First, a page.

Grammar Info

N4 Lesson 7: 15/18


To be, Polite copula




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About でございます

As mentioned briefly in the ございます lesson, でございます is a structure which can be used as a replacement for であります, the polite form of である (which itself is the formal equivalent of ). Both です and でございます are considered polite speech. However, でございます is the more polite of the two. Let's take a look at a few examples.
  • 郵便局(ゆうびんきょく)(となり)でございます
    The post office is next door.
  • 運転手(うんてんしゅ)タナカでございます
    I am Tanaka, the driver.
でござる may also be seen, as it is the base form of + ございます a (special-class) verb. However, in modern Japanese, this is primarily restricted to historical dramas, or characters that have a somewhat 'quirky' personality.
  • 拙者(せっしゃ)ハットリでござる
    I am Hattori. (拙者(せっしゃ) is a very common word that was used by samurai, and simply means 'I')
Fun Fact
Using でございます to introduce yourself is considered quite polite, however, when referring to other people, いらっしゃる 'to be' is preferred, as honorific language is more respectful than polite speech.




    This is Mr. Tanaka.


    These goods really are convenient.


    This is the teacher's desk.


    This is the library.


    (I am) head of English, Hamada.

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      でございます – Grammar Discussion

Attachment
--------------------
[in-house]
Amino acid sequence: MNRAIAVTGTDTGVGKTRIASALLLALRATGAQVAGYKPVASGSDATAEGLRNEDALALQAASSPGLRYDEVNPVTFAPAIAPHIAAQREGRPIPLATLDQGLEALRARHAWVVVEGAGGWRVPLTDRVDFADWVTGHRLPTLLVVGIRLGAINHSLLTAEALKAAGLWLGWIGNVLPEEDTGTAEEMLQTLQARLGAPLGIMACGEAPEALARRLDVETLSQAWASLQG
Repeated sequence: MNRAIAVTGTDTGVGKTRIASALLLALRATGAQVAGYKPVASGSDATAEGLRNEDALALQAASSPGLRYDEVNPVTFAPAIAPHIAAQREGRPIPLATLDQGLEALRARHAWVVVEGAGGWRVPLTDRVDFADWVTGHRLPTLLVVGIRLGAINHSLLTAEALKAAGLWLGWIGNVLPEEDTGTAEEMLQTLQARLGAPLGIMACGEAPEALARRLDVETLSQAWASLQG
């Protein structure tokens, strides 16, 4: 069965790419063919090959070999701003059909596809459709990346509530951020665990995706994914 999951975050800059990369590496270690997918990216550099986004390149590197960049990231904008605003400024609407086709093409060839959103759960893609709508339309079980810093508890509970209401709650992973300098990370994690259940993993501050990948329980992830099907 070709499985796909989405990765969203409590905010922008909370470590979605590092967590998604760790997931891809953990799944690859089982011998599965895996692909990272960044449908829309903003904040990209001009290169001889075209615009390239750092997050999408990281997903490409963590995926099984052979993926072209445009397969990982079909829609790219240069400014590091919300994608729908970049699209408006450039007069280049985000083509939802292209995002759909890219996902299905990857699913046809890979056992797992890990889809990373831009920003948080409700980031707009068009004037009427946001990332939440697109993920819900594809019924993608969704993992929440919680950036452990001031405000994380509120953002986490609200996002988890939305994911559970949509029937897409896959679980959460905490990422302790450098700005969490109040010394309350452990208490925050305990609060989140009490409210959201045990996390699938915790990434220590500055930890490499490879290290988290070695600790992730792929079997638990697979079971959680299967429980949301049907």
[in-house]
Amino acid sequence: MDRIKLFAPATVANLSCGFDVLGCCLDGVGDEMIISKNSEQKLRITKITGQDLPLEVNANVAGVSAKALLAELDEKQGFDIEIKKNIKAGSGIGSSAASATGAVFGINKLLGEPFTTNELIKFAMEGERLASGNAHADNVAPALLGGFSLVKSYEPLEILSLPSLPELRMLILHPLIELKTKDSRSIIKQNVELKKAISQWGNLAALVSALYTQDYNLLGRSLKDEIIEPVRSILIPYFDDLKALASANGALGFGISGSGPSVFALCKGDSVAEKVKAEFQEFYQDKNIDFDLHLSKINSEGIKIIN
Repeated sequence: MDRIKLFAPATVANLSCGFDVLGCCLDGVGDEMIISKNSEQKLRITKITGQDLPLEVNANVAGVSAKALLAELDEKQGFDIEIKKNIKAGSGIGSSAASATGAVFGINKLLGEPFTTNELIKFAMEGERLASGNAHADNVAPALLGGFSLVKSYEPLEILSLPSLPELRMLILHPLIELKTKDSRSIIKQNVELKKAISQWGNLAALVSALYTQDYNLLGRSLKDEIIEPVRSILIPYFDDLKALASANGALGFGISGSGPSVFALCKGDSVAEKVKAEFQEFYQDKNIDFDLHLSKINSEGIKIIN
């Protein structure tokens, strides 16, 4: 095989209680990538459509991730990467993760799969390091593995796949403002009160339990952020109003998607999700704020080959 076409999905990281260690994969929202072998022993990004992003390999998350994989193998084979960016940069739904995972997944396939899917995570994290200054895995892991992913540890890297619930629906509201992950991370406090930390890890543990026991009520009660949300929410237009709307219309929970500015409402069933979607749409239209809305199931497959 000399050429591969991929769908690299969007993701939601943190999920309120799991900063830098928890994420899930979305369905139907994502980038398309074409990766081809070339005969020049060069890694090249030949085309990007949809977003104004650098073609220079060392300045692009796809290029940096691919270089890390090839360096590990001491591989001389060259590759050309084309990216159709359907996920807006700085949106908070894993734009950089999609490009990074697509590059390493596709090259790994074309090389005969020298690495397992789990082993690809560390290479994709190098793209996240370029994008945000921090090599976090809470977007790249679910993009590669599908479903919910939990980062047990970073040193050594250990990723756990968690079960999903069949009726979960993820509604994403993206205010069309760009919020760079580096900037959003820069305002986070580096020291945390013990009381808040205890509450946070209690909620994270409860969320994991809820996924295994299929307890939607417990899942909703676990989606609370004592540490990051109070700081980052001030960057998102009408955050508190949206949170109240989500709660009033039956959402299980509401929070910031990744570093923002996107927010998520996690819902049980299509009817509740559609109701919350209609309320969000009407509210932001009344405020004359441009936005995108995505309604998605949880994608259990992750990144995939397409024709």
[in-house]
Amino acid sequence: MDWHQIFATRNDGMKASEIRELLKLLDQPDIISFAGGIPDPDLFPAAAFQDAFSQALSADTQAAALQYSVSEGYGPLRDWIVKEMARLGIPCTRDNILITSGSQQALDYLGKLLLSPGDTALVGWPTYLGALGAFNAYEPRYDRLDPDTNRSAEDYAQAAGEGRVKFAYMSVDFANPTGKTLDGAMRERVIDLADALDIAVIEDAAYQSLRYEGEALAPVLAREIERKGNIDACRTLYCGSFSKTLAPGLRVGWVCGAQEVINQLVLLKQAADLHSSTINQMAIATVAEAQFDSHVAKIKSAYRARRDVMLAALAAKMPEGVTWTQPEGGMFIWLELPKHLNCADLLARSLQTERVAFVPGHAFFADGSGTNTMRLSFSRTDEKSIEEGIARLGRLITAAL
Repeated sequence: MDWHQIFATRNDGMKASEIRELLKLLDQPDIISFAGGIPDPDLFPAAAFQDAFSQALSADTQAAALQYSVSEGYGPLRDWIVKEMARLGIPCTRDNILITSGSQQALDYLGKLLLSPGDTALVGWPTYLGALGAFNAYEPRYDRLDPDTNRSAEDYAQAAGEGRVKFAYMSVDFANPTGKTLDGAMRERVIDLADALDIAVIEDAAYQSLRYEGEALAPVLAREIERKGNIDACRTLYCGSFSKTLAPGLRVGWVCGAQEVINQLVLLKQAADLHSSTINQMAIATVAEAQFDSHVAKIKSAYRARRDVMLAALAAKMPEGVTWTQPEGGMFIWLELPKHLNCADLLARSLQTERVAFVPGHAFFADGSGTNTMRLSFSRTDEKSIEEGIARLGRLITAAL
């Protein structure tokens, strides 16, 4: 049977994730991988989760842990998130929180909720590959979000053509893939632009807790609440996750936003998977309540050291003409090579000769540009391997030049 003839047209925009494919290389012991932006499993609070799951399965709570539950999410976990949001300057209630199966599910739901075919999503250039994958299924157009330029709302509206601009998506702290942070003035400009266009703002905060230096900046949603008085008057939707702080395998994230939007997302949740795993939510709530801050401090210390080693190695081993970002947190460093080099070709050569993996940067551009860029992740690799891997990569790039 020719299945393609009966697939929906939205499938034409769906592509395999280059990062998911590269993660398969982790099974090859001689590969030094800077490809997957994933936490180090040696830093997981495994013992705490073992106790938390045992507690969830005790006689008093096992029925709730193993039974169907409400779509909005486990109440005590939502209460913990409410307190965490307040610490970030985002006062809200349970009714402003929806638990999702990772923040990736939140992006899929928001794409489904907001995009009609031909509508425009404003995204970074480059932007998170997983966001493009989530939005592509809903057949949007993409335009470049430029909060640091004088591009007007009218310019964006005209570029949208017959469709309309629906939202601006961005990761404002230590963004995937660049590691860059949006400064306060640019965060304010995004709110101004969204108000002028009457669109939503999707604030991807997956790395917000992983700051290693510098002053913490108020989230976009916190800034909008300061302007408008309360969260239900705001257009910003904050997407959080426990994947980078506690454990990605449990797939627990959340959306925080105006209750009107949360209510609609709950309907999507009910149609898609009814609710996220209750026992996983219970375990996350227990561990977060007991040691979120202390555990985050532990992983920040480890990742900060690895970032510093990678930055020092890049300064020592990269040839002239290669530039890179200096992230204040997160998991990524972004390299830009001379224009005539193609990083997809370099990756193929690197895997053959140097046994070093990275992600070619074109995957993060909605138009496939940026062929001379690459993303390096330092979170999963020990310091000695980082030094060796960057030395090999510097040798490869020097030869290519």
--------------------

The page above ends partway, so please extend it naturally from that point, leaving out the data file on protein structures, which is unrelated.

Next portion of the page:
Most Recent Replies (3 in total)

      • Sanshi


        I don’t quite understand why we use でござる in the sentence:
        ただいま校長先生が留守 でございます

        In the dictionary we can see that 留守 goes with verbs like (に)する. Is 留守でございます some kind of fixed expression used in honorific language when we talk about our superior being somewhere else (not necessarily home)?

      • Yumari-1


        Sorry for the classic grammar point thread necro, but…

        I’m pretty sure there is nothing special about pairing 留守 with でございます. 留守 can also be used as a noun, in which case it takes a copula, and if you want a really polite version, then でございます is one way to express it, which happened in this example.
        Though I welcome any correction on this one ofc.

        What I’m confused about is the prompt that I don’t think I’ve seen before on this point’s questions.
        Why is the prompt “Kenjougo” (謙譲語)now?

      • IcyIceBear


        Tense hints have just recently been updated. You can read about them here

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